There obviously is no sense to making hospitals more dangerous. Yet the group Health Care Without Harm is campaigning against medical products made of polyvinyl chloride (PVC).
Health Care Without Harm has made particular inroads with some religious institutions, such as Catholic Health Care West, which has pledged to phase out the use of PVCs. Moreover, the state of California has just included the additive DEHP to the Proposition 65 list of chemicals believed to cause birth defects or reproductive harm.
Yet scientific studies consistently find that PVCs pose no risk to the vast majority of patients. Discarding vinyl would eliminate use of some of the most important health care devices, ranging from IV bags to surgical gloves; patients would be at greater risk.
The use of PVCs is the sort of esoteric issue vulnerable to misguided public relations campaigns by activist organizations pursuing ideological agendas. The result is almost always bad policy, however good the politics.
Vinyl‐based products account for about one‐fourth of medical goods, ranging from building materials to dialysis equipment.
Observed former Surgeon General C. Everett Koop: “Without DEHP, a wide range of lifesaving medical devices –such as blood bags, cardiac and urinary catheters and a variety of surgical instruments and gadgets — would lack either the flexibility, transparency, or shelf life to be of much use.”
However, Health Care Without Harm, a coalition of 350 groups, ranging from environmentalist to labor to religious, is campaigning against PVCs. There hardly seems to be any theological issue at stake, and HCWH has won support in part because its objectives are superficially appealing.
Obviously, no one wants harmful health care. But none of the complaints about PVCs stand up to analysis. Although incineration of vinyl products generates the carcinogen dioxin, emission levels, already very low, are falling and incinerators are disappearing — without banning the product.
Fears have been expressed about the effects of using vinyl products on humans, but PVC products have been used for more than five decades and are estimated to account for 7 billion to 9 billion patient days of acute use, and 1 billion to 2 billion patient days of chronic use, with no evidence of ill effects.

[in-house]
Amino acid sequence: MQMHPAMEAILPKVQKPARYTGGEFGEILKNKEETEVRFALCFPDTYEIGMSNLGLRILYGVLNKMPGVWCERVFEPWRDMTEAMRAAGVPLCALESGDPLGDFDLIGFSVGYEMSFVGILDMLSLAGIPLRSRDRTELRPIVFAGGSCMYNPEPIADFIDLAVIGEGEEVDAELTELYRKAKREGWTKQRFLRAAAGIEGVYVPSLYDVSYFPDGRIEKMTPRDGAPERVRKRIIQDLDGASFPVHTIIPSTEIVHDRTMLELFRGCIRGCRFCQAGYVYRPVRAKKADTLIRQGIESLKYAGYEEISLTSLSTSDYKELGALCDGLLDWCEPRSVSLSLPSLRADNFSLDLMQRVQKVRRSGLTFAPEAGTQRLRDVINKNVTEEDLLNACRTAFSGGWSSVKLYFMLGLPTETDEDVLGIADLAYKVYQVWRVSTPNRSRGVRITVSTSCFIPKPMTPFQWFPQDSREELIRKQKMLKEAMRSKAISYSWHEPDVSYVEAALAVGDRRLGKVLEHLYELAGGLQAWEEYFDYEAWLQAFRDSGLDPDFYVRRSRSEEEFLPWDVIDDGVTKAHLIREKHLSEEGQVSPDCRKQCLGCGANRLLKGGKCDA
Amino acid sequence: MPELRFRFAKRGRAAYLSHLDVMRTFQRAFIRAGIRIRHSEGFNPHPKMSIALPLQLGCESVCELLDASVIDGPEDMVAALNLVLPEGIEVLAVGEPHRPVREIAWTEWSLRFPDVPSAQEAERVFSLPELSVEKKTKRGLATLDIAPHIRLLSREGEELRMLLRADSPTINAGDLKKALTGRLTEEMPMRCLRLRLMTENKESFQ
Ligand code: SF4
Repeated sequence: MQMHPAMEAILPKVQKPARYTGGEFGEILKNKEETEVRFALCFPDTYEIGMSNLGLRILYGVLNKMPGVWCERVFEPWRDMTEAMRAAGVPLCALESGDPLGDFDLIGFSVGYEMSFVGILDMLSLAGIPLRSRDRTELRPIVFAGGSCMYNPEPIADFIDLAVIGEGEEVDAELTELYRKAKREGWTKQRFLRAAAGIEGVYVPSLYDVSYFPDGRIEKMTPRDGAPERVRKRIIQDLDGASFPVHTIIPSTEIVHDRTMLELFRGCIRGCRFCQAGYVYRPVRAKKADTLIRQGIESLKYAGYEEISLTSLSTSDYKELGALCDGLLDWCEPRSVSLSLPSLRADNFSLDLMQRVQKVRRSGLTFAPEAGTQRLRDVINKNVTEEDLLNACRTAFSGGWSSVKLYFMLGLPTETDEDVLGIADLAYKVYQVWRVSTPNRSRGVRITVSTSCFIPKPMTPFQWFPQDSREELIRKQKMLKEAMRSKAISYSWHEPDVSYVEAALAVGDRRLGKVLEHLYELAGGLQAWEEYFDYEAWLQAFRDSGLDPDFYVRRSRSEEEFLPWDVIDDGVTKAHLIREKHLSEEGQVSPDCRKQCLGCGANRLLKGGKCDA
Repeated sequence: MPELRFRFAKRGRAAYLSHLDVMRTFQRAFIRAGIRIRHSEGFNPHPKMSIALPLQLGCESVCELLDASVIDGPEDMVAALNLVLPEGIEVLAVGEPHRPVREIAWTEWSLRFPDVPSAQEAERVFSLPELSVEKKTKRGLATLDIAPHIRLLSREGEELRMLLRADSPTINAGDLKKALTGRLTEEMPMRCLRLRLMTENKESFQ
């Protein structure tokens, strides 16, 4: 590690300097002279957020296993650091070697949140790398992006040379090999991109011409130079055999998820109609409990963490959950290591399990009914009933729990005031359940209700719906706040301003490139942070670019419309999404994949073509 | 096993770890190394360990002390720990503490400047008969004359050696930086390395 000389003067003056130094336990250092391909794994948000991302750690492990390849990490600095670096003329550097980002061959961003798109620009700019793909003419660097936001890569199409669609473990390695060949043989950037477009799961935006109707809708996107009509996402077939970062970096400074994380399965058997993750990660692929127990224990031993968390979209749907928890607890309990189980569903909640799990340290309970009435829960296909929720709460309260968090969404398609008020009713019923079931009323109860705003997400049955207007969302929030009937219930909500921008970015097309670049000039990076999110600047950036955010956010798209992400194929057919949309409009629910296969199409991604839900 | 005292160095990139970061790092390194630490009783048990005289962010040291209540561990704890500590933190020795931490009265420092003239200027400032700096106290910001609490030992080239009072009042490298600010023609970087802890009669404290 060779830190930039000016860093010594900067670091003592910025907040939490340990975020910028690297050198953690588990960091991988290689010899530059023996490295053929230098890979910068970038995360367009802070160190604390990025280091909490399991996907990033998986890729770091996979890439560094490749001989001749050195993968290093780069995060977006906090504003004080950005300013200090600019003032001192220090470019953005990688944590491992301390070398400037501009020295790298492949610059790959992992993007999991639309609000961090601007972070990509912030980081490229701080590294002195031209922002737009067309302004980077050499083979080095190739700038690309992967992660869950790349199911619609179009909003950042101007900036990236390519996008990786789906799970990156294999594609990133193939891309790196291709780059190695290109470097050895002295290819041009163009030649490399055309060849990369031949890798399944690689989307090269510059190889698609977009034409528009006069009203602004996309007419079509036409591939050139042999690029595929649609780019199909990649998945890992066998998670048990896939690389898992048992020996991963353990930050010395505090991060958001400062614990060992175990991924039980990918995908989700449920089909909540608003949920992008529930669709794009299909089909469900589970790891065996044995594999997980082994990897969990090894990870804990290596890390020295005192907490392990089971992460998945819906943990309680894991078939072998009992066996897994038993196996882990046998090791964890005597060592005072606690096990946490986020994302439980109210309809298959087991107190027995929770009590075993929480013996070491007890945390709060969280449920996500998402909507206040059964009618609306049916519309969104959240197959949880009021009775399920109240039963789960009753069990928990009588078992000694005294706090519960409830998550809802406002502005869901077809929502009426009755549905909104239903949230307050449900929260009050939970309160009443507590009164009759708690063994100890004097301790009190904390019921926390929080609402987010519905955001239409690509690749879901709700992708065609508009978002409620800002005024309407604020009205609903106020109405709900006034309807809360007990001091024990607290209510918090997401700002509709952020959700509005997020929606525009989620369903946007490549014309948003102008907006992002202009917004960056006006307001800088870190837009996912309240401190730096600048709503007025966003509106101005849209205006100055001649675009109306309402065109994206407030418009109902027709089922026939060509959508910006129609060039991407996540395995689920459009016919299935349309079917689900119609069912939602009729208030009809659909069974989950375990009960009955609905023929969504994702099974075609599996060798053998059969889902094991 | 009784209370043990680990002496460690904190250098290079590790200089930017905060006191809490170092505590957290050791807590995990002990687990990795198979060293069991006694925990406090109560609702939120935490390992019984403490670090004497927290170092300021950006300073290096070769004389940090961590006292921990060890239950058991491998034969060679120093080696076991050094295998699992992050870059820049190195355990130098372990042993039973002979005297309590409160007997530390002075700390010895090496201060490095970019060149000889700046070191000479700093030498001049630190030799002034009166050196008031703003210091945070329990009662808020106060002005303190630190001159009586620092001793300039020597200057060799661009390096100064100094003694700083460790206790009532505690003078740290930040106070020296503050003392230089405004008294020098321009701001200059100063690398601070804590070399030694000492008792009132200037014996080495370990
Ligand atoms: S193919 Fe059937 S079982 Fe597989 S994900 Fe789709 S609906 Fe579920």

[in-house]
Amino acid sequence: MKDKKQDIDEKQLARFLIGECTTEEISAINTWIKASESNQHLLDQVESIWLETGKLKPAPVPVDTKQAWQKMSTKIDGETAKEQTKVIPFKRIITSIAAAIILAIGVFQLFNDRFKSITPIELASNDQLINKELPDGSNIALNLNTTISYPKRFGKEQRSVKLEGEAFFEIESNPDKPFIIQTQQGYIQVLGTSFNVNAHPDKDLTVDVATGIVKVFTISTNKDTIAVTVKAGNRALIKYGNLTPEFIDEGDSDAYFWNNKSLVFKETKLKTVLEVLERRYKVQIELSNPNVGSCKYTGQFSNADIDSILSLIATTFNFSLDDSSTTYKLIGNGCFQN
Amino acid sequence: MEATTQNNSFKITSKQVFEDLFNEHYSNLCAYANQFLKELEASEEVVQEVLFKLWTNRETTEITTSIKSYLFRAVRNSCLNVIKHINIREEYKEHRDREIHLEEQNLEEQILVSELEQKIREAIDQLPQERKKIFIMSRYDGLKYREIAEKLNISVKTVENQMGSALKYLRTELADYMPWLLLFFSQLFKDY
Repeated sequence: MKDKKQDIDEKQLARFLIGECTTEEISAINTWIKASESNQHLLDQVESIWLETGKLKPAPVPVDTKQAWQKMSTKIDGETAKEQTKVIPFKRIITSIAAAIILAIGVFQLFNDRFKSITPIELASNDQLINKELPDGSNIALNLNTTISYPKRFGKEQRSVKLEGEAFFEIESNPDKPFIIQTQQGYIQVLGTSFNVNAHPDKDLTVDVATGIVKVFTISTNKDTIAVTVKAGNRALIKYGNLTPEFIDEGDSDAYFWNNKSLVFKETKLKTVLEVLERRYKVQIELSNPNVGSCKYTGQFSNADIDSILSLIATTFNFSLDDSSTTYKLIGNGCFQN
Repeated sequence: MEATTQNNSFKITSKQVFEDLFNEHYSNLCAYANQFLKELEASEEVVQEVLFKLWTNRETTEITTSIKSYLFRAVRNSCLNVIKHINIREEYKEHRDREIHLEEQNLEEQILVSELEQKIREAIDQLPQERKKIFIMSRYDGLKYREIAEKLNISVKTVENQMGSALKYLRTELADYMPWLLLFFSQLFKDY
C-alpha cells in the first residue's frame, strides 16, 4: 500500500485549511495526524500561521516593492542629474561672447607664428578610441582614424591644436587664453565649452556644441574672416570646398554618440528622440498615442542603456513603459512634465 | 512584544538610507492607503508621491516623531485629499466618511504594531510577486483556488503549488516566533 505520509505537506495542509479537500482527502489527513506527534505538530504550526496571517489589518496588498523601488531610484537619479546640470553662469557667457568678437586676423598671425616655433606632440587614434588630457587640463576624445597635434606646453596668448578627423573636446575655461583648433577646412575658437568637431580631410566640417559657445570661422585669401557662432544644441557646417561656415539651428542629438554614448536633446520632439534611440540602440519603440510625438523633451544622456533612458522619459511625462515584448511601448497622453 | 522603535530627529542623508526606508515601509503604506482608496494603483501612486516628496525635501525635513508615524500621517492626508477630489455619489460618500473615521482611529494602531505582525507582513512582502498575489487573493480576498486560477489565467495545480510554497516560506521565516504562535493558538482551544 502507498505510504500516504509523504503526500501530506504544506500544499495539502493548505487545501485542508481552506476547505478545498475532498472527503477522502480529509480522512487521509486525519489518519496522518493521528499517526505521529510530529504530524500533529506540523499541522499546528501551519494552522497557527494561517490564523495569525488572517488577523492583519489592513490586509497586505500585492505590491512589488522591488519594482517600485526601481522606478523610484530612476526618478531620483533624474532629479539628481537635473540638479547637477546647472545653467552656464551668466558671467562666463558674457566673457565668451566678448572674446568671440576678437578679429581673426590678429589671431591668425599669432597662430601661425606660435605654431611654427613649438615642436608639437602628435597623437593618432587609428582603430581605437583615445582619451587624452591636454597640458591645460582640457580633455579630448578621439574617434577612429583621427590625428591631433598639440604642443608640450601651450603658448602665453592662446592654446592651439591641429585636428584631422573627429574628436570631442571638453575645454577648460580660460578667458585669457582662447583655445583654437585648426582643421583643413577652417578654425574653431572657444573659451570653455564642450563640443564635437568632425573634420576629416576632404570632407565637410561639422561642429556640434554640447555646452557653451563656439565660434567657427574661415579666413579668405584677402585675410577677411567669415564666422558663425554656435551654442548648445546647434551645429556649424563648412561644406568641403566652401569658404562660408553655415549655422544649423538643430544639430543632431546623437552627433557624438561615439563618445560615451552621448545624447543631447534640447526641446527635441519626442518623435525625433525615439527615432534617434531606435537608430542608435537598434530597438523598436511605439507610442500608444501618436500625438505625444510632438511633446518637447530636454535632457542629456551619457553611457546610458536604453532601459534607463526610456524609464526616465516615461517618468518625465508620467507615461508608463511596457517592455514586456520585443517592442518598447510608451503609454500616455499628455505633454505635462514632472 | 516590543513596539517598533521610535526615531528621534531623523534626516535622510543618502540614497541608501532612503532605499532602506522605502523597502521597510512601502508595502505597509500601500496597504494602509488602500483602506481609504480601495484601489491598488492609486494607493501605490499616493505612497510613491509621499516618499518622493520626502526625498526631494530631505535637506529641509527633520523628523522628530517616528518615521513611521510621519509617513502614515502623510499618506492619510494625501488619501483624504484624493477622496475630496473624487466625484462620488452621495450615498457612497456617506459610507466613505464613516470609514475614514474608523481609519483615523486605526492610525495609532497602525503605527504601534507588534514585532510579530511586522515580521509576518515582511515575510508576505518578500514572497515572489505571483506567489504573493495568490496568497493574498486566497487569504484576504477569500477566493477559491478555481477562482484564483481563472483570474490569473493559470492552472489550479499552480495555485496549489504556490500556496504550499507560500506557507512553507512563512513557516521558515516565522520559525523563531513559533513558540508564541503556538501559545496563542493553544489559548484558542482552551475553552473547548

Despite early concerns that DEHP might be a carcinogen, scientists have since concluded otherwise. Three years ago, the World Health Organization formally downgraded DEHP from a possible carcinogen to one “not classifiable as to carcinogenicity to humans.”
Some animal studies have suggested that DEHP might cause reproductive problems. However, rodents absorb more chemicals than do primates, and test doses far exceeded common patient exposure.
Thus, medical and regulatory agencies such as the U.S. Food and Drug Administration and Health Canada have expressed concern only about uniquely vulnerable populations facing uniquely high exposure, primarily premature babies and critically ill infants.
The appropriate policy is obvious: reduce unnecessary contact in these groups, while not sacrificing the significant benefits of using PVC products to care for the vast majority of patients.
Although this represents good scientific practice, HCWH advocates applying the “precautionary principle” to ban products without evidence of harm since there is always a possibility of harm. Applied rigorously, this principle would halt all innovation.
Warns science analyst Ron Bailey, “Proponents of the precautionary principle are trying to smuggle in a default position: The environment trumps all other values.”
Moreover, the same analysis should be applied to any materials used in place of PVC. And there is less experience with such products — which means they, too, would be banned under HCWH’s reasoning.
Observes Dr. David Feigal of the FDA, “We would need to see substantial amounts of testing to make sure we weren’t moving from a product with good characteristics to one that we didn’t know much about.”
Creating more significant risks in an attempt to eliminate very small or theoretical ones is extraordinarily bad, and arguably even immoral, policy.
Further, the medical cost of not using vinyl must be balanced against its obvious advantages. That means using the product where the risks are theoretical and de minimus, while looking for cost‐effective alternatives in the few cases where there is greater reason for concern and where treatment would not suffer from switching products.
New technologies are not without risk, but they have done much to improve the well‐being of humankind. Patients should come first, affirming the importance of human life and dignity over abstract ideology antagonistic to technology. Only in this way will we achieve the laudable goal of “health care without harm.”